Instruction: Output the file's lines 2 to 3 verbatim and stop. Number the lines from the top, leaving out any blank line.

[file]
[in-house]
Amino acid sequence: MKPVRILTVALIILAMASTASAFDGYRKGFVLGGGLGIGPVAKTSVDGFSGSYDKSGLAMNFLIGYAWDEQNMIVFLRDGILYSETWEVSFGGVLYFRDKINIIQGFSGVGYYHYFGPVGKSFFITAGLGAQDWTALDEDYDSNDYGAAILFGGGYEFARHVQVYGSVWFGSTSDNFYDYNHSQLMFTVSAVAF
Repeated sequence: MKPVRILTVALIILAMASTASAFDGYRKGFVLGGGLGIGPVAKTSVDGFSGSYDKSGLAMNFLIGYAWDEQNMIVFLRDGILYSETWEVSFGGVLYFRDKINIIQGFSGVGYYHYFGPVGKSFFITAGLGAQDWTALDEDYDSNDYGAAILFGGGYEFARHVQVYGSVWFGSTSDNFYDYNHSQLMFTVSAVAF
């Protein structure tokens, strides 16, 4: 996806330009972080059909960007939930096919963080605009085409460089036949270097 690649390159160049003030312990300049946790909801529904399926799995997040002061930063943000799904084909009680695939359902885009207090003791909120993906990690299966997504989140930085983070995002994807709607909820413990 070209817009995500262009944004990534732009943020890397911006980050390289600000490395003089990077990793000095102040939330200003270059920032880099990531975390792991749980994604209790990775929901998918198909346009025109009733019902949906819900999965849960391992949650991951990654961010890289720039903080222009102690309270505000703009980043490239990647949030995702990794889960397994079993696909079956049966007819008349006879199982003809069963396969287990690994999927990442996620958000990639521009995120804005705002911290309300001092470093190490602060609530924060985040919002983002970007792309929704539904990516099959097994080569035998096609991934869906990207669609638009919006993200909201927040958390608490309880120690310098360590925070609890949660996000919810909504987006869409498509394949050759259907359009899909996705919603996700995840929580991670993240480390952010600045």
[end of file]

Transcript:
Amino acid sequence: MKPVRILTVALIILAMASTASAFDGYRKGFVLGGGLGIGPVAKTSVDGFSGSYDKSGLAMNFLIGYAWDEQNMIVFLRDGILYSETWEVSFGGVLYFRDKINIIQGFSGVGYYHYFGPVGKSFFITAGLGAQDWTALDEDYDSNDYGAAILFGGGYEFARHVQVYGSVWFGSTSDNFYDYNHSQLMFTVSAVAF
Repeated sequence: MKPVRILTVALIILAMASTASAFDGYRKGFVLGGGLGIGPVAKTSVDGFSGSYDKSGLAMNFLIGYAWDEQNMIVFLRDGILYSETWEVSFGGVLYFRDKINIIQGFSGVGYYHYFGPVGKSFFITAGLGAQDWTALDEDYDSNDYGAAILFGGGYEFARHVQVYGSVWFGSTSDNFYDYNHSQLMFTVSAVAF